We calculated the incidence of oesophageal eosinophilia among all cases of oesophagitis in our region to be 15%, although the incidence of EO is only 8.2%. This figure is higher than the 6.8% reported by Fox et al34 and lower than the incidence documented by Lim et al.33 The incidence of oesophageal eosinophilia in our region is 9/100 000 children, while the incidence of EO is half of this amount. This figure is less than the 2–4/10 000 children cited by Noel et al14 and Rothenberg.17 However, Straumann and Beglinger16 reported an average annual incidence of 1.438 cases per 100 000 population throughout a 16-year observation period (range 0–6). This wide range of figures probably reflects the different population studied, differences in the diagnostic thresholds or under-recognition of the condition.
As previously seen in both adults and children,9 14 15 we have also noticed a marked increase in the number of cases of EO during the last few years (data not shown). As a matter of fact, a few years ago paediatric EO was not offered as a diagnosis at all. It is likely that the rising incidence of EO could be due to increased recognition by both gastroenterologists and pathologists and increasing number of endoscopy procedures performed in patients with upper gastrointestinal tract symptoms.
Classically, EO shows a male-to-female ratio of 3:1.13 15 23 27 Our cohort failed to show a male predominance when EO and OS were analysed together (11 males:9 females). However, this became apparent when only cases of EO were analysed (9 males:4 females).
The endoscopic appearance of EO is puzzling. Endoscopy is described as showing a ring-like oesophagus (trachealisation), longitudinal linear furrows, friability or multiple small white papules suggestive of Candida.19 22 27 28 Interestingly, a study that addressed the correlation between endoscopic and histological features demonstrated a striking accumulation of eosinophils in those biopsies taken from ‘white’ fungal-looking areas.11 In a paediatric series, white specks were described in approximately 30% of the cases and have been demonstrated to have a specificity of 95%27 33 However, histologically severe EO can be associated with normal-looking mucosa at endoscopy.35 Indeed, nine of our cases had normal endoscopy.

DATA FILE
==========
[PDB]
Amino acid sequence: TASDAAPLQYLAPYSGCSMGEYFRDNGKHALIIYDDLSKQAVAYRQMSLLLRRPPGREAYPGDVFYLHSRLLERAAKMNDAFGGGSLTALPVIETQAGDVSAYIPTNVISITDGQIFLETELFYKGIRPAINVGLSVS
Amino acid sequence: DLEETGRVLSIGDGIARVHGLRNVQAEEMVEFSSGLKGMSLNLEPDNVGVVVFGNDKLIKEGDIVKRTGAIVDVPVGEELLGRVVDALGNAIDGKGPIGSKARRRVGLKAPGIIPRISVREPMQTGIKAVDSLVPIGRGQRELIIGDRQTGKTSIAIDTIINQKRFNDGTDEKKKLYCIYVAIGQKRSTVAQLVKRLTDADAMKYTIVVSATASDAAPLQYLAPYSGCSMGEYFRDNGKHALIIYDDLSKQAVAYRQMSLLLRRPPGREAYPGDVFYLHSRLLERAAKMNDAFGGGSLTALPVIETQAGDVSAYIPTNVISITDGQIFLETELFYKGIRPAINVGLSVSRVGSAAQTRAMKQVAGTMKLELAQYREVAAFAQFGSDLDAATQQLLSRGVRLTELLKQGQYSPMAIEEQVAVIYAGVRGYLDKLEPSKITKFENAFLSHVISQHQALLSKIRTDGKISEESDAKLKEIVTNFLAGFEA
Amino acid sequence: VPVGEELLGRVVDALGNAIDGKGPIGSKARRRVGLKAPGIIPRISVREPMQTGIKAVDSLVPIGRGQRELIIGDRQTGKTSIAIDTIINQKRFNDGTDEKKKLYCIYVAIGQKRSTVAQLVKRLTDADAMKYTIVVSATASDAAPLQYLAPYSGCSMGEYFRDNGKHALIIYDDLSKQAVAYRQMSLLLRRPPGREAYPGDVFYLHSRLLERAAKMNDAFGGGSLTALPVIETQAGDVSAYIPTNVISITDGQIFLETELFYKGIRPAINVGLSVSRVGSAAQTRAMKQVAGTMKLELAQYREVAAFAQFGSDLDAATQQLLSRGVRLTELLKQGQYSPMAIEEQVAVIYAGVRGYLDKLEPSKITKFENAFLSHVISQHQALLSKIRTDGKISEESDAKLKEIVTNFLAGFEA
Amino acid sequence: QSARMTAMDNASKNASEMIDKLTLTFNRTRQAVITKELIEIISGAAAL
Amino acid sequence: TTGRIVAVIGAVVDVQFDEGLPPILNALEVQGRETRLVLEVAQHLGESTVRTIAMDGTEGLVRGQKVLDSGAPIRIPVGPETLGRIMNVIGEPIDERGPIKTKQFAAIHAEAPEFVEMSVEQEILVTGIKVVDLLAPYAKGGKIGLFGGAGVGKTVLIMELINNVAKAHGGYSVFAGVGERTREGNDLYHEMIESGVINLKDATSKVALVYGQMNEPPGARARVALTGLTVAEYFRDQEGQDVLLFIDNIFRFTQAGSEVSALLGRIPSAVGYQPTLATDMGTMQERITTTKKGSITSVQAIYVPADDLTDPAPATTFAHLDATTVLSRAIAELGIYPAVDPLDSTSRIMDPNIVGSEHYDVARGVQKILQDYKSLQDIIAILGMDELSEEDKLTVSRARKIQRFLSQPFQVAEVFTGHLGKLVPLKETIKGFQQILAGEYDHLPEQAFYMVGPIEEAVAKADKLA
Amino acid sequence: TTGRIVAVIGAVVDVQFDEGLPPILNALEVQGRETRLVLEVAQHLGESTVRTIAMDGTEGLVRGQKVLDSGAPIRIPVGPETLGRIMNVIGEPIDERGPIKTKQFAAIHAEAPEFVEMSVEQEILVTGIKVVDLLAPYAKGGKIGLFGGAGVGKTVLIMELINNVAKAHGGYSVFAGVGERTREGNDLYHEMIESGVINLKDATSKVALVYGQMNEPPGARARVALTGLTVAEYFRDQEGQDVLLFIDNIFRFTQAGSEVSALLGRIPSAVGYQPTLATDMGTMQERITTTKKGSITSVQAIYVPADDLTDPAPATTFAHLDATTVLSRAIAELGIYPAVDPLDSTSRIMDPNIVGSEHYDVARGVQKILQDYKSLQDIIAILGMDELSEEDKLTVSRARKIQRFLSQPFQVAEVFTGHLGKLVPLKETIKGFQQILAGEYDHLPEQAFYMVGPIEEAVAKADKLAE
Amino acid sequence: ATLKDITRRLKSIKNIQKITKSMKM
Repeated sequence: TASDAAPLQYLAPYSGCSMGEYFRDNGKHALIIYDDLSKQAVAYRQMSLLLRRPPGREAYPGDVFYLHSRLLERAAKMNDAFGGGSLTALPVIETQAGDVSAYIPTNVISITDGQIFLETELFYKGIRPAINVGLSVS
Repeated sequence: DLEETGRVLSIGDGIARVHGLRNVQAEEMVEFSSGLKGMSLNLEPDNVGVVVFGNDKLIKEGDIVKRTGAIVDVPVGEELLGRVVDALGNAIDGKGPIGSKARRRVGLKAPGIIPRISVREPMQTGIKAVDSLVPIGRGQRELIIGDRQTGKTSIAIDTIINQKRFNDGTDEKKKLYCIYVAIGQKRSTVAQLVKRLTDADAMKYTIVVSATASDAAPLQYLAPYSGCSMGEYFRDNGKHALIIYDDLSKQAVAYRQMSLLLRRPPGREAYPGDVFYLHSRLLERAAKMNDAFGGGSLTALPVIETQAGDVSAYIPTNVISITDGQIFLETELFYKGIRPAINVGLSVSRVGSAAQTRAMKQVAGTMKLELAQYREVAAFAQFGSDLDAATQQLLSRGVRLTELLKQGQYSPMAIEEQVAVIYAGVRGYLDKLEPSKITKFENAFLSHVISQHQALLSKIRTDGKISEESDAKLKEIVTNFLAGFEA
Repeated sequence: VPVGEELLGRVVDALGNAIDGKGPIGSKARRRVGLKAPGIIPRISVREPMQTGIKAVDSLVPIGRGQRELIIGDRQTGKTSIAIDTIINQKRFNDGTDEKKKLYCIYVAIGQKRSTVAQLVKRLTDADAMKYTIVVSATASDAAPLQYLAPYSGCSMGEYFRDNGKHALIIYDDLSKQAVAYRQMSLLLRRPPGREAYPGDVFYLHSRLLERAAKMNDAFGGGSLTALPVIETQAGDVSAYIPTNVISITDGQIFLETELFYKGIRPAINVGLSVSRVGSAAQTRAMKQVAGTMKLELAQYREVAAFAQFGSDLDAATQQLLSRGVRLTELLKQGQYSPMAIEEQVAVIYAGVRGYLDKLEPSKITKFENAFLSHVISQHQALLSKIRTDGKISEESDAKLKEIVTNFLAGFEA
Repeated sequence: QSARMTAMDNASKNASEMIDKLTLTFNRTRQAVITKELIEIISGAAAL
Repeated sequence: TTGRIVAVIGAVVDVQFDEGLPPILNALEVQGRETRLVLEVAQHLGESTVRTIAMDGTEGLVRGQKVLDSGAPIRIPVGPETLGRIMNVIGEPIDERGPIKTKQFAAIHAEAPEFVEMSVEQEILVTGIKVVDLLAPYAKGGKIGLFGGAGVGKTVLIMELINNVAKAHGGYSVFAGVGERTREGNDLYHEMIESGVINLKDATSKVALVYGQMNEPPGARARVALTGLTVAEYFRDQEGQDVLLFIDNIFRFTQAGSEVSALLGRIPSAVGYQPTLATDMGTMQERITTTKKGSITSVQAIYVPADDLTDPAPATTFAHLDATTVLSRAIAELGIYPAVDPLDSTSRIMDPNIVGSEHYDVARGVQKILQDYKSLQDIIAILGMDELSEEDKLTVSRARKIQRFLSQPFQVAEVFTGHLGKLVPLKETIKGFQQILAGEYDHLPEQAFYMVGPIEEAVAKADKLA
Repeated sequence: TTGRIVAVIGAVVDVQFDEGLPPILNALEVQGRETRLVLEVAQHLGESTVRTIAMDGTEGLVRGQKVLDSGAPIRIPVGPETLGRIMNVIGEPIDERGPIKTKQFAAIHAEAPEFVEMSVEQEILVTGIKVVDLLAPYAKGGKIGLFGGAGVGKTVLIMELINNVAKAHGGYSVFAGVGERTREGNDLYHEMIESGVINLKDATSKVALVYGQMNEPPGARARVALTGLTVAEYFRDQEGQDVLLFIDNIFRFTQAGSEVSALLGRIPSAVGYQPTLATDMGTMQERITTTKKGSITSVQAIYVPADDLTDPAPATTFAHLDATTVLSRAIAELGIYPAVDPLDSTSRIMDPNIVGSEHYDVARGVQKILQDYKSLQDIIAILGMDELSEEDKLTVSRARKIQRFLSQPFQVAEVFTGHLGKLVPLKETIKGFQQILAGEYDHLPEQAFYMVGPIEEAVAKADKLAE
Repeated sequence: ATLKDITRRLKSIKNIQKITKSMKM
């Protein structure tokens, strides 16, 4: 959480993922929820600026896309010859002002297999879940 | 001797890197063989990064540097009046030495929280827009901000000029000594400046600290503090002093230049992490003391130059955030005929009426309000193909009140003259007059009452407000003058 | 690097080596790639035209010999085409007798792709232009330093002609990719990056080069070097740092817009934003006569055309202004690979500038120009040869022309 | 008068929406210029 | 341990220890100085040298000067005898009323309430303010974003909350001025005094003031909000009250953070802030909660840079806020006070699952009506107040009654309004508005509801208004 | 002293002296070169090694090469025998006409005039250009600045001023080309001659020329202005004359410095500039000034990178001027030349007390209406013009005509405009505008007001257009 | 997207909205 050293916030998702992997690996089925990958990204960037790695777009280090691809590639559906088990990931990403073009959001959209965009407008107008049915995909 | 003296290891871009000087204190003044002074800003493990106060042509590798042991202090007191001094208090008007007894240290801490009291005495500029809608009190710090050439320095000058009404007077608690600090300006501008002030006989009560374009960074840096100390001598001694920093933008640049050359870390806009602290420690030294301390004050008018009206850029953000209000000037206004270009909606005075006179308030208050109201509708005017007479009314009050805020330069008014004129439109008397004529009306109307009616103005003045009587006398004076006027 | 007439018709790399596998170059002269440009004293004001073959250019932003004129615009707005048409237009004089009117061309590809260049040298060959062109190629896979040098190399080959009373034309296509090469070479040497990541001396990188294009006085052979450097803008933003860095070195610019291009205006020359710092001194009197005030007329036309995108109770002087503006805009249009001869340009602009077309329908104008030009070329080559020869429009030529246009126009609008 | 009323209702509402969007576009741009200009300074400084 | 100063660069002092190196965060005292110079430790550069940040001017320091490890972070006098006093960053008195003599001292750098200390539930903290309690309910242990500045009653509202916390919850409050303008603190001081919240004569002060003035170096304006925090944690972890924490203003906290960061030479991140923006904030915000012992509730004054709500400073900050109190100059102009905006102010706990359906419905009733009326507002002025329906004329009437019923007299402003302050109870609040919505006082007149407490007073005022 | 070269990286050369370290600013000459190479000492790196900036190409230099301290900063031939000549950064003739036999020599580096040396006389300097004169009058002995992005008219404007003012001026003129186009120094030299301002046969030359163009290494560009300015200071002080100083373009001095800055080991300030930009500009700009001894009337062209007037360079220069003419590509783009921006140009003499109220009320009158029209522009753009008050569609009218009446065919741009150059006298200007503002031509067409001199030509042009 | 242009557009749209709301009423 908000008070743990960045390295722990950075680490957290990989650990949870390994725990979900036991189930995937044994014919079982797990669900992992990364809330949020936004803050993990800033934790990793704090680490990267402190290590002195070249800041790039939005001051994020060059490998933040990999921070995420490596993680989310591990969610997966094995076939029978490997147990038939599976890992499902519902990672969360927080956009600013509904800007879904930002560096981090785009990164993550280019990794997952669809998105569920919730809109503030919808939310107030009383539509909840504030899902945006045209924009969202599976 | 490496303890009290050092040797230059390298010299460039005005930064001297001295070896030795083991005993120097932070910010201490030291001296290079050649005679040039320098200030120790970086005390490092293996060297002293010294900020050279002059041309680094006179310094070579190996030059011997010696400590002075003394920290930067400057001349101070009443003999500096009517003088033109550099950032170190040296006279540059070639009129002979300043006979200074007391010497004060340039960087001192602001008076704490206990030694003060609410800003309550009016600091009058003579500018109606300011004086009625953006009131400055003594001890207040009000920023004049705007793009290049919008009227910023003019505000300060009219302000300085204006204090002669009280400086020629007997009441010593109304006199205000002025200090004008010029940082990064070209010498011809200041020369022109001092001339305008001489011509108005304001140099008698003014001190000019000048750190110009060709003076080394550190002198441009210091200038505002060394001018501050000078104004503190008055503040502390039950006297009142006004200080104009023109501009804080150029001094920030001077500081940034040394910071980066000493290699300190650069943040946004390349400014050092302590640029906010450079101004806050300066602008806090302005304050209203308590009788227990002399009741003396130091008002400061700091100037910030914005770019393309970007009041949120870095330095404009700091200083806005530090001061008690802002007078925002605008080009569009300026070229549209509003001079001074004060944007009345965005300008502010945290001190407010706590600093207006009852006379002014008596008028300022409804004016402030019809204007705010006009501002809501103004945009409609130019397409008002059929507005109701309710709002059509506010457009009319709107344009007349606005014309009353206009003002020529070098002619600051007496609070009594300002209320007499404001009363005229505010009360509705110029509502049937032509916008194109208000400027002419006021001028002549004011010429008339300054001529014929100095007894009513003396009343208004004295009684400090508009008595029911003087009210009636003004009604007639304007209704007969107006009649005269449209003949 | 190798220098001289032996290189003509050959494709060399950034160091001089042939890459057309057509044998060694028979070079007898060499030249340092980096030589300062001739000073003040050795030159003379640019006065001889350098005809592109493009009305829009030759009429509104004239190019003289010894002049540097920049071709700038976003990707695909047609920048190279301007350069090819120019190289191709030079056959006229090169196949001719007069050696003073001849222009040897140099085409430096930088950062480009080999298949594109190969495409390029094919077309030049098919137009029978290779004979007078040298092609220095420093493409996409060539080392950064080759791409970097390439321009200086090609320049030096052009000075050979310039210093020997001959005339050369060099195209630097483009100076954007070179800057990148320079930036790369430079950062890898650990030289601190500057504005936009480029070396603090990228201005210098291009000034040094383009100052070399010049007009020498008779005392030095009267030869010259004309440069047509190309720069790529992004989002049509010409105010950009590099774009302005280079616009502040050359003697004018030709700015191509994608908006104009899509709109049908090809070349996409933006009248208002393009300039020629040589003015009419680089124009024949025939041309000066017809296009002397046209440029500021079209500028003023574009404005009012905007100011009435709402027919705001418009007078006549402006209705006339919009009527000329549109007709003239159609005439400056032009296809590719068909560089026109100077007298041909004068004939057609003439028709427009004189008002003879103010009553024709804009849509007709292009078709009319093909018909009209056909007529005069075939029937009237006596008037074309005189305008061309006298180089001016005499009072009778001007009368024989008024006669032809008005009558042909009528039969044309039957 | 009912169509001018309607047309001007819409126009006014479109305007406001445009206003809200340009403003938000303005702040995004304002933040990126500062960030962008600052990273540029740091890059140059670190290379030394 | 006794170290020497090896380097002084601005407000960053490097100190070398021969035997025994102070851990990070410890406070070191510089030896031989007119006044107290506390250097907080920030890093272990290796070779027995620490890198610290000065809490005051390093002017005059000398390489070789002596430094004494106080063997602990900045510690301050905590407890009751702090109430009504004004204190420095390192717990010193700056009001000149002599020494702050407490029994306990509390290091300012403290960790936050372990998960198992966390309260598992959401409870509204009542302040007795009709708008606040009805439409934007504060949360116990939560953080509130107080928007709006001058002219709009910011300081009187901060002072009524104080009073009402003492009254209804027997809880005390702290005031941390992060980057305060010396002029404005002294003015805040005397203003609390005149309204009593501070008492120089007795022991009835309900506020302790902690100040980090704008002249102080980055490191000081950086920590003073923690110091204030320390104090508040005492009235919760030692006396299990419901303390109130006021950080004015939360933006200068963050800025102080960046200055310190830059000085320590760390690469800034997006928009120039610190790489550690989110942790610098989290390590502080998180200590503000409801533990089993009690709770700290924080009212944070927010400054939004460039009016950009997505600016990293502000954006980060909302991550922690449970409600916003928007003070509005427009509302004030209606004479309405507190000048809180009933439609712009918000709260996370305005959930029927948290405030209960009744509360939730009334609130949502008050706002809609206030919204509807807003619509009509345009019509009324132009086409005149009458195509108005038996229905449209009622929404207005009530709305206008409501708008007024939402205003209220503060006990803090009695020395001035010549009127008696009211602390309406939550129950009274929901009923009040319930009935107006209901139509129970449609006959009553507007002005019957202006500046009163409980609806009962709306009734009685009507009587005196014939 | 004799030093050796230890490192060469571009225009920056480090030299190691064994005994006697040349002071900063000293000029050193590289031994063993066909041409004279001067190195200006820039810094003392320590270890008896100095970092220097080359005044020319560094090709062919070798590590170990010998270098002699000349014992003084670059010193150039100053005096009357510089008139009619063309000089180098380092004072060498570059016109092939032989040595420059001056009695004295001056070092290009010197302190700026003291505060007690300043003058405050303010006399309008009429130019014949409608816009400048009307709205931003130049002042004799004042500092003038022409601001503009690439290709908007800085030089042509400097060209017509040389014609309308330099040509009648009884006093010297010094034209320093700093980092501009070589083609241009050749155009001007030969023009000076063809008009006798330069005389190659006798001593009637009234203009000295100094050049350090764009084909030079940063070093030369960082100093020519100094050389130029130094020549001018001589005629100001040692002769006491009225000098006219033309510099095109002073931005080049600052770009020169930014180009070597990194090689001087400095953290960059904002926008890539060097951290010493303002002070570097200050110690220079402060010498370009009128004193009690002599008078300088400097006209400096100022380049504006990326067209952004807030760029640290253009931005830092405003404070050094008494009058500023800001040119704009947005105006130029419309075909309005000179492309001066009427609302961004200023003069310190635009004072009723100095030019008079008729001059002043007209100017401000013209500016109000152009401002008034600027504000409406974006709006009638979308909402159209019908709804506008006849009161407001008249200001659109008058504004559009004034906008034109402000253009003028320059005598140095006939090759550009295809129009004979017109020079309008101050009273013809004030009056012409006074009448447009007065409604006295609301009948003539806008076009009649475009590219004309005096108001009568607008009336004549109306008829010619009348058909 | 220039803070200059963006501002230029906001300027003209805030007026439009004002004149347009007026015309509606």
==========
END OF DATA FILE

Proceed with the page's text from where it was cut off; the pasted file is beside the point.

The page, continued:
Eosinophils are specialised cells that contain granule proteins, cytokines, platelet-activating factors and leucotrienes. Their main role is traditionally thought to be combating parasitic infections, although they can be stimulated by a variety of other triggers such as tissue injury, allergens and viruses.17 Their cytoplasmic granules contain a major basic protein, eosinophil cationic protein, peroxidase and a neurotoxin that has been linked to the presence of dysphagia in many patients.36 Some authors postulate that EO is an interleukin 5-driven inflammatory disorder of the oesophagus in which the aetiology could be linked to a combination of allergic and immunologic responses.11 12 Allergic disorders are noted to be more common in patients with EO than in those with GORD, and the majority of patients show food and aeroallergen hypersensitivity identified by skin prick tests, food-specific radioallergosorbent testing (RAST) or both.10 12 17 37–39 Eleven (46%) of our cases of oesophageal eosinophilia and 5 of the 13 (38.5%) with EO had an associated allergic condition including asthma, eczema and cow milk protein allergy. One additional patient, although not showing clinical or histological features of coeliac disease, improved with a gluten-free diet. Coeliac disease and EO have been reported in six patients.40 However, the eosinophilic infiltration in the oesophagus did not improve with gluten-free diet in these cases.40 The relevance of these findings suggests the need to refer patients with EO for food allergy evaluation, a practice more commonly seen in paediatric than adult gastroenterology practice.41
Eotaxins are a group of chemokines that are relatively specific for eosinophils and have a key role in the modulation of eosinophil accumulation in the gastrointestinal tract.17 All eotaxins act on a selective transmembrane eotaxin CCR3 receptor primarily expressed on eosinophils. The same eotaxin CCR3 receptor is also expressed in gastrointestinal mast cells. Using genetic microarray expression profile analysis, Blanchard et al18 demonstrated an approximately 50-fold overexpression of the gene of eotaxin-3 in the oesophageal mucosa of patients with EO compared with controls, suggesting a role of eotaxin in the pathogenesis of EO. The level of eotaxin-3 mRNA and protein strongly correlated with the number of eosinophils in the oesophageal mucosa. They also showed that mast cell gene expression is highly increased in EO. This correlates with the description of increased number of mast cells and mast cell degranulation in oesophageal biopsies of patients with EO.17 18 24 25